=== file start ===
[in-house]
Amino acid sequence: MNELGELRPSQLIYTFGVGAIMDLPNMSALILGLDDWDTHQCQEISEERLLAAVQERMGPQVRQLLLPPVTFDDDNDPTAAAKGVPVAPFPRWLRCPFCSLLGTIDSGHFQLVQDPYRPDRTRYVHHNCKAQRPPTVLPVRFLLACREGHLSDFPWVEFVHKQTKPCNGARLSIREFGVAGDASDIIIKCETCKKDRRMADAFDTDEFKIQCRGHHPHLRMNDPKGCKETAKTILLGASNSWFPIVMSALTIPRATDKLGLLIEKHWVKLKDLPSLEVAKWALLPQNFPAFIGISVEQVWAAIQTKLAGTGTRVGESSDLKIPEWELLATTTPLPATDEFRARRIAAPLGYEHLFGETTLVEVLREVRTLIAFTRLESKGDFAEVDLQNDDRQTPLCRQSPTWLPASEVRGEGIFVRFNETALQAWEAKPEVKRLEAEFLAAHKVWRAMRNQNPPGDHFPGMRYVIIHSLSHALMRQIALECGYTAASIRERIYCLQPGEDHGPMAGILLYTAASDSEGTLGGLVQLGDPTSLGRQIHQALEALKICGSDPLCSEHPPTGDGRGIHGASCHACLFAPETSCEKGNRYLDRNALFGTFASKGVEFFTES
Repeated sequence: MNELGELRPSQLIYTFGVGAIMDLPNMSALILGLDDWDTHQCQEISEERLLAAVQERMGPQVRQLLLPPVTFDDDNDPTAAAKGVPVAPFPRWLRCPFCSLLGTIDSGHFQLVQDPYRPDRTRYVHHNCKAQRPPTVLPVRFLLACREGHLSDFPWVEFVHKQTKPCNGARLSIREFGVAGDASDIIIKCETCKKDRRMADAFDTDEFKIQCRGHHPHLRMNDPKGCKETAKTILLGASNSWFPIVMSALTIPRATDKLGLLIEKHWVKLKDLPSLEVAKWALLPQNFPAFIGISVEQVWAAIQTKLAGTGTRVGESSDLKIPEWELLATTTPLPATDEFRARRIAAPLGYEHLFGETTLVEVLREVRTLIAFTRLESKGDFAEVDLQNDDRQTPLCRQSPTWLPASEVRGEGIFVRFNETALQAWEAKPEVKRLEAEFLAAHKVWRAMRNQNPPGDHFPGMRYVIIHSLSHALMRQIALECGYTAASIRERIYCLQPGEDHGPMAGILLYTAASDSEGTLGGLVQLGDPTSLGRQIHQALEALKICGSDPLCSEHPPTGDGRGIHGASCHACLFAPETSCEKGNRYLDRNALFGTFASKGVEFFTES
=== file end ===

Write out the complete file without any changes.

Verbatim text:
[in-house]
Amino acid sequence: MNELGELRPSQLIYTFGVGAIMDLPNMSALILGLDDWDTHQCQEISEERLLAAVQERMGPQVRQLLLPPVTFDDDNDPTAAAKGVPVAPFPRWLRCPFCSLLGTIDSGHFQLVQDPYRPDRTRYVHHNCKAQRPPTVLPVRFLLACREGHLSDFPWVEFVHKQTKPCNGARLSIREFGVAGDASDIIIKCETCKKDRRMADAFDTDEFKIQCRGHHPHLRMNDPKGCKETAKTILLGASNSWFPIVMSALTIPRATDKLGLLIEKHWVKLKDLPSLEVAKWALLPQNFPAFIGISVEQVWAAIQTKLAGTGTRVGESSDLKIPEWELLATTTPLPATDEFRARRIAAPLGYEHLFGETTLVEVLREVRTLIAFTRLESKGDFAEVDLQNDDRQTPLCRQSPTWLPASEVRGEGIFVRFNETALQAWEAKPEVKRLEAEFLAAHKVWRAMRNQNPPGDHFPGMRYVIIHSLSHALMRQIALECGYTAASIRERIYCLQPGEDHGPMAGILLYTAASDSEGTLGGLVQLGDPTSLGRQIHQALEALKICGSDPLCSEHPPTGDGRGIHGASCHACLFAPETSCEKGNRYLDRNALFGTFASKGVEFFTES
Repeated sequence: MNELGELRPSQLIYTFGVGAIMDLPNMSALILGLDDWDTHQCQEISEERLLAAVQERMGPQVRQLLLPPVTFDDDNDPTAAAKGVPVAPFPRWLRCPFCSLLGTIDSGHFQLVQDPYRPDRTRYVHHNCKAQRPPTVLPVRFLLACREGHLSDFPWVEFVHKQTKPCNGARLSIREFGVAGDASDIIIKCETCKKDRRMADAFDTDEFKIQCRGHHPHLRMNDPKGCKETAKTILLGASNSWFPIVMSALTIPRATDKLGLLIEKHWVKLKDLPSLEVAKWALLPQNFPAFIGISVEQVWAAIQTKLAGTGTRVGESSDLKIPEWELLATTTPLPATDEFRARRIAAPLGYEHLFGETTLVEVLREVRTLIAFTRLESKGDFAEVDLQNDDRQTPLCRQSPTWLPASEVRGEGIFVRFNETALQAWEAKPEVKRLEAEFLAAHKVWRAMRNQNPPGDHFPGMRYVIIHSLSHALMRQIALECGYTAASIRERIYCLQPGEDHGPMAGILLYTAASDSEGTLGGLVQLGDPTSLGRQIHQALEALKICGSDPLCSEHPPTGDGRGIHGASCHACLFAPETSCEKGNRYLDRNALFGTFASKGVEFFTES